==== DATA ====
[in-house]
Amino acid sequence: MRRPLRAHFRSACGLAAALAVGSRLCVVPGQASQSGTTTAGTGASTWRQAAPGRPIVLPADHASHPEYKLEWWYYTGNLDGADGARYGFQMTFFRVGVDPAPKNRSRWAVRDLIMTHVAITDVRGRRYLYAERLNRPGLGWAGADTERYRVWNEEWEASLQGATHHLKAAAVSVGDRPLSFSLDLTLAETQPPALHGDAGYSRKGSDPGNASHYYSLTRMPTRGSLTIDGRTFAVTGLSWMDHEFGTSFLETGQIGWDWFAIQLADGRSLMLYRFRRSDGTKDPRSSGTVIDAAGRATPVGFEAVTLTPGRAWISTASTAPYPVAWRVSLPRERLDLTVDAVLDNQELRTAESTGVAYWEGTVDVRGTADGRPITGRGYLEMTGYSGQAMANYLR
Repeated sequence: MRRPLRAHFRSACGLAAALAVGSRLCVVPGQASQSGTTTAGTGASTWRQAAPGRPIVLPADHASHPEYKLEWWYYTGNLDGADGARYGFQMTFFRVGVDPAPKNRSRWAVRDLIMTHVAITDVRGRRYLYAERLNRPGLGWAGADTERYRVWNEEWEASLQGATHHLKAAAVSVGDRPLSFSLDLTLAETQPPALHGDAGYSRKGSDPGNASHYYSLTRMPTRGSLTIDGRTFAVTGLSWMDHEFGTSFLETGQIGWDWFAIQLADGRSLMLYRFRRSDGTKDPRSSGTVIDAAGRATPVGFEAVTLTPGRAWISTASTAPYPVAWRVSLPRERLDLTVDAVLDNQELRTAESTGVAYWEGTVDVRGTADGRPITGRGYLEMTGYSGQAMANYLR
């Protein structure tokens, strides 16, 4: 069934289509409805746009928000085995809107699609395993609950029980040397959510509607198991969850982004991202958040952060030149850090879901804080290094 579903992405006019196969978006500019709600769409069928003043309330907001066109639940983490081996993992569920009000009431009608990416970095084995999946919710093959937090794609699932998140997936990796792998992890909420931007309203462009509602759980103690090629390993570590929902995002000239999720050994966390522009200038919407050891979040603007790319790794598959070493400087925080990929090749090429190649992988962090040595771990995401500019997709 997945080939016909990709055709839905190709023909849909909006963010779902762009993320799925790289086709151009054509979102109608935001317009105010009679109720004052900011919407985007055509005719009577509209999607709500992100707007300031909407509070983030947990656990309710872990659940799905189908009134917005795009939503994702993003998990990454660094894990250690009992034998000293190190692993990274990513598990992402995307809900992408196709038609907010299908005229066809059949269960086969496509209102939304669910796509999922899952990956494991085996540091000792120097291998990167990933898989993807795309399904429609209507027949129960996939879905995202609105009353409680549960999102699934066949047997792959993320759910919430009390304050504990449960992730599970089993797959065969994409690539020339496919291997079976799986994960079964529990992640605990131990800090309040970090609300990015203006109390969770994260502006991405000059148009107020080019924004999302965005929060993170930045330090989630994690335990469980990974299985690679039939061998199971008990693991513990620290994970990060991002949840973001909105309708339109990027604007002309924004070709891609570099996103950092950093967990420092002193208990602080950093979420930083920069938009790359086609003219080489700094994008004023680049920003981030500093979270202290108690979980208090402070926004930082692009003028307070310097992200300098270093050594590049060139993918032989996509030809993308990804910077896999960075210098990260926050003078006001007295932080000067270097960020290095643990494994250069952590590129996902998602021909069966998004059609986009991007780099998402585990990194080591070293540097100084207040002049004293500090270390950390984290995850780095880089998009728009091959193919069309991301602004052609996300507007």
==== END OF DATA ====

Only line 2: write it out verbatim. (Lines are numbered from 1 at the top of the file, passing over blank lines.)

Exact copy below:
Amino acid sequence: MRRPLRAHFRSACGLAAALAVGSRLCVVPGQASQSGTTTAGTGASTWRQAAPGRPIVLPADHASHPEYKLEWWYYTGNLDGADGARYGFQMTFFRVGVDPAPKNRSRWAVRDLIMTHVAITDVRGRRYLYAERLNRPGLGWAGADTERYRVWNEEWEASLQGATHHLKAAAVSVGDRPLSFSLDLTLAETQPPALHGDAGYSRKGSDPGNASHYYSLTRMPTRGSLTIDGRTFAVTGLSWMDHEFGTSFLETGQIGWDWFAIQLADGRSLMLYRFRRSDGTKDPRSSGTVIDAAGRATPVGFEAVTLTPGRAWISTASTAPYPVAWRVSLPRERLDLTVDAVLDNQELRTAESTGVAYWEGTVDVRGTADGRPITGRGYLEMTGYSGQAMANYLR